Posted on 2016-09-27 17:34:09
If you haven’t been an identity theft victim yourself, chances are good that you know someone who has been. Identity theft is rampant and shows no discrimination. It strikes the rich and famous with the same vengeance it strikes the butcher or baker. Identity thieves use both high-tech and low-tech tactics and usually attack the weakest link. Here are 5 tips for outsmarting identity theft. 1. Shred! Shred! Shred! Identity thieves still go through trash looking for personal information that can make it easier to steal an identity. Get a cross-cut shredder and use it diligently to destroy anything with personal information before it goes in the trash. That includes credit card statements, expired credit cards, pre-approved credit card applications—anything, really, with personal information. 2. Don’t let your guard down on social media. Realize that anything you post is never completely private—even if you delete it. Use common sense before sharing personal information with the world. Check your privacy settings. It’s amazing the identity footprint many people leave on social media sites—full date of birth, location, messages that indicate you are away from home (sometimes for a long time!).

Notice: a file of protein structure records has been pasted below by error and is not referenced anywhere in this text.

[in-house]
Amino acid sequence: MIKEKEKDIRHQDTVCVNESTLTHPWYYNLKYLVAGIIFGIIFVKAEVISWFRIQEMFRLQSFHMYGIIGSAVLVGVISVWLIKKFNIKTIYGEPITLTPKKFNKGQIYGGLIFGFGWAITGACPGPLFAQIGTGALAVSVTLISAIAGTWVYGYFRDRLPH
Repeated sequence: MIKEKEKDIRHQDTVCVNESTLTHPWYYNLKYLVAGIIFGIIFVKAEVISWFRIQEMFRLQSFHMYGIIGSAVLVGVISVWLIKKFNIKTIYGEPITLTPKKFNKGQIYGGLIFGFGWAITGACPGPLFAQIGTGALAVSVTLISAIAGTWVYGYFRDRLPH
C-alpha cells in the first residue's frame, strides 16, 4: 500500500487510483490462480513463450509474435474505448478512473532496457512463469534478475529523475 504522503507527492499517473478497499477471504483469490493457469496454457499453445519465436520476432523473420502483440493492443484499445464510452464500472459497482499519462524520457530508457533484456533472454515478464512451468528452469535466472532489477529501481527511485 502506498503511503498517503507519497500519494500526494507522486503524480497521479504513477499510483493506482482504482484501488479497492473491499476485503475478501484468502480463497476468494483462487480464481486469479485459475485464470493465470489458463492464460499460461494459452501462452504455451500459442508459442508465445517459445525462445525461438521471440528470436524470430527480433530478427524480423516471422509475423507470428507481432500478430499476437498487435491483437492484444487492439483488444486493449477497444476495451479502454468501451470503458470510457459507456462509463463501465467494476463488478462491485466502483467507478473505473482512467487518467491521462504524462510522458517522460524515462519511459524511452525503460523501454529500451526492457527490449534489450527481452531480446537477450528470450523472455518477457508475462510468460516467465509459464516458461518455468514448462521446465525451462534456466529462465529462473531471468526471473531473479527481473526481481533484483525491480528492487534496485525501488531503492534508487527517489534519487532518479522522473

Click To See Your Credit Score3. Never conduct personal business over WiFi. The risks of conducting personal business while you are at a coffee shop, the airport or any public place far outweigh the convenience. Don’t do it! Tech savvy identity thieves know how to snag your information, and snag it they will. 4. Keep tabs on your credit cards. Put time on your side by checking your accounts in between statements for unauthorized use. Know where your credit cards are at all times. If your credit card issuer offers the option of adding a photo to your credit card, do it! 5. Go paperless and use a locked mailbox for outgoing mail. Mail—both incoming and outgoing—often contains a wealth of personal information. In the wrong hands, that information can be used for identity theft. Go paperless to limit incoming mail. Deposit outgoing mail in a locked mailbox. The red flag that alerts a mail carrier that there is mail in your mailbox alerts identity thieves of the same thing. No one can guarantee that you will not become an identity theft victim. It is impossible to control all of the places that have access to your personal information. But these tips can help you reduce your risk.
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